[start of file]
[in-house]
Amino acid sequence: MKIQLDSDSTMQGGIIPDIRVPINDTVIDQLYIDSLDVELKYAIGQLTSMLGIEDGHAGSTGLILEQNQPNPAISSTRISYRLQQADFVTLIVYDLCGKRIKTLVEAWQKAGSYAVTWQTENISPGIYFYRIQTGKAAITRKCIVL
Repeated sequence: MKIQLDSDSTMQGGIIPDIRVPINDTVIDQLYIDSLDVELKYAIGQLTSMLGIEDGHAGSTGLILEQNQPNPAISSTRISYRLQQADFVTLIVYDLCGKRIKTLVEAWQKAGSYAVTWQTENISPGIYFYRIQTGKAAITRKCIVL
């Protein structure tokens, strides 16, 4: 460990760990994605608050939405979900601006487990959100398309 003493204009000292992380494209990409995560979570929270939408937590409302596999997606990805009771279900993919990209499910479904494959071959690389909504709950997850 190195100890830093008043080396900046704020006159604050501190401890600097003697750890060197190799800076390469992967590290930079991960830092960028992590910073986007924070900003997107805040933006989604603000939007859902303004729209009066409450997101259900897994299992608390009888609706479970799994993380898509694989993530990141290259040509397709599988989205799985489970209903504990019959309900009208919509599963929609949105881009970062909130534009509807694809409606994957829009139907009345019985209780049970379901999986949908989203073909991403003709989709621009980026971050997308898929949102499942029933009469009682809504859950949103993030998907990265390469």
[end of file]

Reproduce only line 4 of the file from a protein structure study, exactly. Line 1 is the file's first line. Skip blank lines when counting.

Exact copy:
């Protein structure tokens, strides 16, 4: 460990760990994605608050939405979900601006487990959100398309 003493204009000292992380494209990409995560979570929270939408937590409302596999997606990805009771279900993919990209499910479904494959071959690389909504709950997850 190195100890830093008043080396900046704020006159604050501190401890600097003697750890060197190799800076390469992967590290930079991960830092960028992590910073986007924070900003997107805040933006989604603000939007859902303004729209009066409450997101259900897994299992608390009888609706479970799994993380898509694989993530990141290259040509397709599988989205799985489970209903504990019959309900009208919509599963929609949105881009970062909130534009509807694809409606994957829009139907009345019985209780049970379901999986949908989203073909991403003709989709621009980026971050997308898929949102499942029933009469009682809504859950949103993030998907990265390469």